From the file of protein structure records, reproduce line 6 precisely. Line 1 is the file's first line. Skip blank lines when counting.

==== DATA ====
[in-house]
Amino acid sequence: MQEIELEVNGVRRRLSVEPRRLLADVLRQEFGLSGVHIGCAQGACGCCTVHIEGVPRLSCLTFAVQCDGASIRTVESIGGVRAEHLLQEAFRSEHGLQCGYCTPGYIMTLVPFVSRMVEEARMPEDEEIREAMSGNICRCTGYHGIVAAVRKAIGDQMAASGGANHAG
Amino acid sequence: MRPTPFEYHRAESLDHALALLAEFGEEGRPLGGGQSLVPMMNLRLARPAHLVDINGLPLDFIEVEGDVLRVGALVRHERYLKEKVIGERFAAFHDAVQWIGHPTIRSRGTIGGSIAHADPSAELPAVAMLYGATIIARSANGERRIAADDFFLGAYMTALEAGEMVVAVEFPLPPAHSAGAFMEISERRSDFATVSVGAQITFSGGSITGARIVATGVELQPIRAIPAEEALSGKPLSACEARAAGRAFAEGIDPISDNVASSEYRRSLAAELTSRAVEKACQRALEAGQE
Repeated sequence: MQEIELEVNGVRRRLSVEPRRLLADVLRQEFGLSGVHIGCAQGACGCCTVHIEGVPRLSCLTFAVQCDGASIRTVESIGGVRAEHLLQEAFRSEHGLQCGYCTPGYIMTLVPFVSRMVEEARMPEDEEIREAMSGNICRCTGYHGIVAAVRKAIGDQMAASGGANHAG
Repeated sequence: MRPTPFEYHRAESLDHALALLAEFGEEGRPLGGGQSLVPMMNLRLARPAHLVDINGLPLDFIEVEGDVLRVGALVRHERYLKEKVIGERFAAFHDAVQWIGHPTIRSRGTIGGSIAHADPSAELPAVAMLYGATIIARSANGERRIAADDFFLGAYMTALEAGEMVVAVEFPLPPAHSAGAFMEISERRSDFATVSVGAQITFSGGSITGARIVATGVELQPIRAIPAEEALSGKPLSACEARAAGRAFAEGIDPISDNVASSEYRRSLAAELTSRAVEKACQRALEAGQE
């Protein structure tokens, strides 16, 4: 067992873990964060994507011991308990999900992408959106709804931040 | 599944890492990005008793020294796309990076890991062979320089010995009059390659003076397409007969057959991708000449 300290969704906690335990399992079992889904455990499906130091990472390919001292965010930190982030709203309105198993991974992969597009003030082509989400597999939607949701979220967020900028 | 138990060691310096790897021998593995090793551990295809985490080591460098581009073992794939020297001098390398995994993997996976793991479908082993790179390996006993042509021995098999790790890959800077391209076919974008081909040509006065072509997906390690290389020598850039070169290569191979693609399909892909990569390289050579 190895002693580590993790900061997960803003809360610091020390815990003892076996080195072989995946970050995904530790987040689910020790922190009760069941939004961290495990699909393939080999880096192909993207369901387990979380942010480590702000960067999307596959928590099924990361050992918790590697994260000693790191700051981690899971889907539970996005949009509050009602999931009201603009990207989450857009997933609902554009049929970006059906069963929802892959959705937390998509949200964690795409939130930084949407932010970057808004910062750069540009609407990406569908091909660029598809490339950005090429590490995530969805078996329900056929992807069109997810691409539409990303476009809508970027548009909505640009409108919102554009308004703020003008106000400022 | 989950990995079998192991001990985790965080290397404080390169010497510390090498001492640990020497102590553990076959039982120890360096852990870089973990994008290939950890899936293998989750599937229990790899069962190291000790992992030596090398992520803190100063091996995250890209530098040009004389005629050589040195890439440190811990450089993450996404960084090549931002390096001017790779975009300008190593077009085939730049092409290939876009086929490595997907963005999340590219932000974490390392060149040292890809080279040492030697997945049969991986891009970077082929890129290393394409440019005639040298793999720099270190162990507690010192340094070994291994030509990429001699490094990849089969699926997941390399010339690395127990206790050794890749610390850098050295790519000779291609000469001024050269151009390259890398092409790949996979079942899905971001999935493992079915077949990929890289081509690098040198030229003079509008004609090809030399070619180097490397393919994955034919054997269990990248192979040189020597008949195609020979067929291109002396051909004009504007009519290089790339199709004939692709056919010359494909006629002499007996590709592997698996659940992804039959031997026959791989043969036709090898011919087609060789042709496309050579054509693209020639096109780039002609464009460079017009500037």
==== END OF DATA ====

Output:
């Protein structure tokens, strides 16, 4: 067992873990964060994507011991308990999900992408959106709804931040 | 599944890492990005008793020294796309990076890991062979320089010995009059390659003076397409007969057959991708000449 300290969704906690335990399992079992889904455990499906130091990472390919001292965010930190982030709203309105198993991974992969597009003030082509989400597999939607949701979220967020900028 | 138990060691310096790897021998593995090793551990295809985490080591460098581009073992794939020297001098390398995994993997996976793991479908082993790179390996006993042509021995098999790790890959800077391209076919974008081909040509006065072509997906390690290389020598850039070169290569191979693609399909892909990569390289050579 190895002693580590993790900061997960803003809360610091020390815990003892076996080195072989995946970050995904530790987040689910020790922190009760069941939004961290495990699909393939080999880096192909993207369901387990979380942010480590702000960067999307596959928590099924990361050992918790590697994260000693790191700051981690899971889907539970996005949009509050009602999931009201603009990207989450857009997933609902554009049929970006059906069963929802892959959705937390998509949200964690795409939130930084949407932010970057808004910062750069540009609407990406569908091909660029598809490339950005090429590490995530969805078996329900056929992807069109997810691409539409990303476009809508970027548009909505640009409108919102554009308004703020003008106000400022 | 989950990995079998192991001990985790965080290397404080390169010497510390090498001492640990020497102590553990076959039982120890360096852990870089973990994008290939950890899936293998989750599937229990790899069962190291000790992992030596090398992520803190100063091996995250890209530098040009004389005629050589040195890439440190811990450089993450996404960084090549931002390096001017790779975009300008190593077009085939730049092409290939876009086929490595997907963005999340590219932000974490390392060149040292890809080279040492030697997945049969991986891009970077082929890129290393394409440019005639040298793999720099270190162990507690010192340094070994291994030509990429001699490094990849089969699926997941390399010339690395127990206790050794890749610390850098050295790519000779291609000469001024050269151009390259890398092409790949996979079942899905971001999935493992079915077949990929890289081509690098040198030229003079509008004609090809030399070619180097490397393919994955034919054997269990990248192979040189020597008949195609020979067929291109002396051909004009504007009519290089790339199709004939692709056919010359494909006629002499007996590709592997698996659940992804039959031997026959791989043969036709090898011919087609060789042709496309050579054509693209020639096109780039002609464009460079017009500037």